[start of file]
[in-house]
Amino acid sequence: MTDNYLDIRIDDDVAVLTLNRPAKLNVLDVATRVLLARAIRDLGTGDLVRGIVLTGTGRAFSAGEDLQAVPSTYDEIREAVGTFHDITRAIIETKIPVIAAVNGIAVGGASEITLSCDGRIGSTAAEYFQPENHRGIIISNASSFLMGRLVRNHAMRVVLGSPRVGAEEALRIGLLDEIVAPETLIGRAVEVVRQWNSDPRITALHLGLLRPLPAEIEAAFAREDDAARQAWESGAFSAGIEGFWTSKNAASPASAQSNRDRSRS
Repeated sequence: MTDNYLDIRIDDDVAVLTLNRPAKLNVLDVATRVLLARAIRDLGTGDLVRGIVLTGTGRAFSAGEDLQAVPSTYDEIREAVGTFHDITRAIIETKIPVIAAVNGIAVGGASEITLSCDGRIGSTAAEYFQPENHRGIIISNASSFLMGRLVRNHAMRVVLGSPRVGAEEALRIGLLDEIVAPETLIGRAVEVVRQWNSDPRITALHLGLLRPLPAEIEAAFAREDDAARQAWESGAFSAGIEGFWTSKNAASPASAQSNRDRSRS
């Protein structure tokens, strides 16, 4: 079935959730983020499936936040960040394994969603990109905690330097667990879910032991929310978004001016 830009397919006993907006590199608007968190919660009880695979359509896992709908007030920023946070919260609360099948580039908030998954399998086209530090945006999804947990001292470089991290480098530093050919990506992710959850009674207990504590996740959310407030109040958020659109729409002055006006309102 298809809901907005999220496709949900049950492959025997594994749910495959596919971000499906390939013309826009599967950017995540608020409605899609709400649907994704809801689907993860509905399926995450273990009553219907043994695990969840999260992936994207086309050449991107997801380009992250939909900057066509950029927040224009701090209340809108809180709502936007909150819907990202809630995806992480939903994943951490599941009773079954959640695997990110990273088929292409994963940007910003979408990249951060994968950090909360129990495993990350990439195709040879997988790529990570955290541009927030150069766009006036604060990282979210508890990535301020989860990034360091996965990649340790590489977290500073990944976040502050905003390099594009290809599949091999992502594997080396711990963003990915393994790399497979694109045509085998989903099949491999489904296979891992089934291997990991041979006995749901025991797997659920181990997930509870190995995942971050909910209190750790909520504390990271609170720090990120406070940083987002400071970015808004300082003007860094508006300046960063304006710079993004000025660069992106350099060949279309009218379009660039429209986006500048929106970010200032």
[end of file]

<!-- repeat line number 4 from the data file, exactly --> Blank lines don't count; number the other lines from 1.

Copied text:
């Protein structure tokens, strides 16, 4: 079935959730983020499936936040960040394994969603990109905690330097667990879910032991929310978004001016 830009397919006993907006590199608007968190919660009880695979359509896992709908007030920023946070919260609360099948580039908030998954399998086209530090945006999804947990001292470089991290480098530093050919990506992710959850009674207990504590996740959310407030109040958020659109729409002055006006309102 298809809901907005999220496709949900049950492959025997594994749910495959596919971000499906390939013309826009599967950017995540608020409605899609709400649907994704809801689907993860509905399926995450273990009553219907043994695990969840999260992936994207086309050449991107997801380009992250939909900057066509950029927040224009701090209340809108809180709502936007909150819907990202809630995806992480939903994943951490599941009773079954959640695997990110990273088929292409994963940007910003979408990249951060994968950090909360129990495993990350990439195709040879997988790529990570955290541009927030150069766009006036604060990282979210508890990535301020989860990034360091996965990649340790590489977290500073990944976040502050905003390099594009290809599949091999992502594997080396711990963003990915393994790399497979694109045509085998989903099949491999489904296979891992089934291997990991041979006995749901025991797997659920181990997930509870190995995942971050909910209190750790909520504390990271609170720090990120406070940083987002400071970015808004300082003007860094508006300046960063304006710079993004000025660069992106350099060949279309009218379009660039429209986006500048929106970010200032």